XI.2 New genes come from extra copies of genes or from expendable old genes

In the further text, a new gene will be considered to be a gene encoding a product, most frequently a protein, with a new biological function.A typical example is the gene for an enzyme that has acquired affinity for a new substrate through mutation.At this point, the mutated allele of a gene that differs from the alleles of a different sequence, but has the same biological properties and is exposed to the same selection pressures as the original allele, will not be considered to be a new gene.

            The formation of a new gene requires primarily selection pressure for the formation of the new gene or, to be more precise, selection pressure that is capable of fixing a randomly formed variant of an old gene, where it provides an advantage for its carrier at the expense of the carriers of the old variant.The second precondition lies in the existence of a material substrate for the formation of a new gene.This substrate is usually an old gene.Through accumulation of mutations, such a gene can be converted into a new gene, where the formation of a new gene and thus the disappearance of the old gene must not lead to loss of or a substantial reduction in the fitness of the carrier of the new gene.s

            Extra copies of an old gene can be the best substrate for the formation of a new gene.However, a gene located in a single copy in the haploid genome can also act as a substrate, assuming that this is not a gene that is of vital importance for the given organism at the particular moment.Accumulation of mutations as a consequence of selection pressure for optimization of the new biological function of a new gene most probably leads to a gradual deterioration in the biological function originally fulfilled by the product of the particular gene.This follows both from the logic of the mater (it also holds for enzymes that it is difficult to serve two masters) and this is also demonstrated by the properties of contemporary enzymes.During evolution, tens of thousands of specialized enzymes are generally formed, rather than accumulation of biological functions on individual multifunctional enzymes.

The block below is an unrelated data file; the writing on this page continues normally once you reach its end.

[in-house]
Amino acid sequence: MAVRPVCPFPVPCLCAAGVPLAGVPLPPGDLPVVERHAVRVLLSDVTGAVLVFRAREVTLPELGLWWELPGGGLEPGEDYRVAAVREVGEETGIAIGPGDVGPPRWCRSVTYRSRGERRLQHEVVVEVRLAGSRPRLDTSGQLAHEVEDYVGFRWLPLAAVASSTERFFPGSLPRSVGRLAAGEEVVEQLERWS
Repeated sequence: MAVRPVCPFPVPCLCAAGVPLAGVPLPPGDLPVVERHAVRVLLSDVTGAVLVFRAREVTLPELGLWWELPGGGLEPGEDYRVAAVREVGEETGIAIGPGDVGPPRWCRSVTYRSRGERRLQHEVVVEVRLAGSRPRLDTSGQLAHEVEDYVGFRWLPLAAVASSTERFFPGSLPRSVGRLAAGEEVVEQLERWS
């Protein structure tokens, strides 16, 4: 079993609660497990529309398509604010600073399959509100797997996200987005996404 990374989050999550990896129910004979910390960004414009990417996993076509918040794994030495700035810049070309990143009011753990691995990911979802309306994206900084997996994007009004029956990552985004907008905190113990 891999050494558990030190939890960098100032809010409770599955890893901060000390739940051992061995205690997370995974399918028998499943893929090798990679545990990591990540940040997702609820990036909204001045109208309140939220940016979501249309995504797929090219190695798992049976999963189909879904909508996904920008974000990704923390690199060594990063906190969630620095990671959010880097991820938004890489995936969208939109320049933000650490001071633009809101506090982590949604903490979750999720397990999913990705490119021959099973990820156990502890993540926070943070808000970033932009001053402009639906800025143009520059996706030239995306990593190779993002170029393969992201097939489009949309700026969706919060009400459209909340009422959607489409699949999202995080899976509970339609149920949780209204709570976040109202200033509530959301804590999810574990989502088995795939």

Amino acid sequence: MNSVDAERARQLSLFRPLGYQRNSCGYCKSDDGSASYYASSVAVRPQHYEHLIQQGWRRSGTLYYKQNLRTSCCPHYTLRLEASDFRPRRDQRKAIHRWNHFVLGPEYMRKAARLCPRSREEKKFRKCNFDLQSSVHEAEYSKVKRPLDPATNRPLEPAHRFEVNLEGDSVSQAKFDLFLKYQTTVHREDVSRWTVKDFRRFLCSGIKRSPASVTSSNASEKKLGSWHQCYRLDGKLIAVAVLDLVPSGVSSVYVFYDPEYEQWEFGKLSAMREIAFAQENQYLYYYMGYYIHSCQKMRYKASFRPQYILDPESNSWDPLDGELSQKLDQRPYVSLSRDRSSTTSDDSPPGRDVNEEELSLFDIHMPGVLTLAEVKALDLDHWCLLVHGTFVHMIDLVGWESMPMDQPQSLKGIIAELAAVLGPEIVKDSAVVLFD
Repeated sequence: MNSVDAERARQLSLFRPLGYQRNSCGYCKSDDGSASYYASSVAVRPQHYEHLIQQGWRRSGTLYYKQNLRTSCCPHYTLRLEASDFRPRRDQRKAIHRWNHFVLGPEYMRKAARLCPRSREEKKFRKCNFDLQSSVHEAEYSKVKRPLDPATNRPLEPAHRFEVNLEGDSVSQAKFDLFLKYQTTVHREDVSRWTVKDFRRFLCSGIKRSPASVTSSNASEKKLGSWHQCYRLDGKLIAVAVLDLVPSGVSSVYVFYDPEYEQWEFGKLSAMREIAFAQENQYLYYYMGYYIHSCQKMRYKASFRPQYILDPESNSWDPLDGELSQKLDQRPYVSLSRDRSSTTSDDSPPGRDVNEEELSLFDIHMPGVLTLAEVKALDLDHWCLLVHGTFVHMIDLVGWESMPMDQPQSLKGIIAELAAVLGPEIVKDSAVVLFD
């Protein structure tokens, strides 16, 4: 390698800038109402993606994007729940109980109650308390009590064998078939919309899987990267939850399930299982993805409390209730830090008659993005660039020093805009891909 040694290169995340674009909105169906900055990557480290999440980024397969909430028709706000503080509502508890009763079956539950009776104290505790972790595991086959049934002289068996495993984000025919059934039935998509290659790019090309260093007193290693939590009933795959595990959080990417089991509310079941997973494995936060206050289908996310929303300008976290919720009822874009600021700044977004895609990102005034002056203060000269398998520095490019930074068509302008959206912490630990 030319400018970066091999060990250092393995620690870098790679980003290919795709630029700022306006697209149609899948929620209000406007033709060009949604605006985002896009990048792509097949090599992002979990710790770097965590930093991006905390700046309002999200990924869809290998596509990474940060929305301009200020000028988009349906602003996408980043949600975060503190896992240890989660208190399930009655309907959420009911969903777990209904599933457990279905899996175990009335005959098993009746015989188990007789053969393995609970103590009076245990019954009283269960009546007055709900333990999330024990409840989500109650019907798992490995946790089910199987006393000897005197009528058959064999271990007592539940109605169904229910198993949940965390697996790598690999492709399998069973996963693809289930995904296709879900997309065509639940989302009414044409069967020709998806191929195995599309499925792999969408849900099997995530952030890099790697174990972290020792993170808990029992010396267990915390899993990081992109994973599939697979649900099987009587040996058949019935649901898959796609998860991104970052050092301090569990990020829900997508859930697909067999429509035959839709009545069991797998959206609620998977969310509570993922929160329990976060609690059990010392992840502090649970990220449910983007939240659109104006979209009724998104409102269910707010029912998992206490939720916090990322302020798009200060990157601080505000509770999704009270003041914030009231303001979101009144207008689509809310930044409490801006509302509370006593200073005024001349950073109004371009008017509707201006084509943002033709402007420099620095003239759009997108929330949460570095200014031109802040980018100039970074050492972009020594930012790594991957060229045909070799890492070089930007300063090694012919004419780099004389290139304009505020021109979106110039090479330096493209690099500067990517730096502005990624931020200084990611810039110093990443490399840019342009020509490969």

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The classical Darwinian theory of evolution can explain the evolution of adaptive traits only in asexual organisms. The frozen plasticity theory is much more general: It can also explain the origin and evolution of adaptive traits in both asexual and sexual organisms Read more
Draft translation from: Evoluční biologie, 2. vydání (Evolutionary biology, 2nd edition), J. Flegr, Academia Prague 2009. The translation was not done by biologist, therefore any suggestion concerning proper scientific terminology and language usage are highly welcomed. You can send your comments to flegratcesnet [dot] cz. Thank you.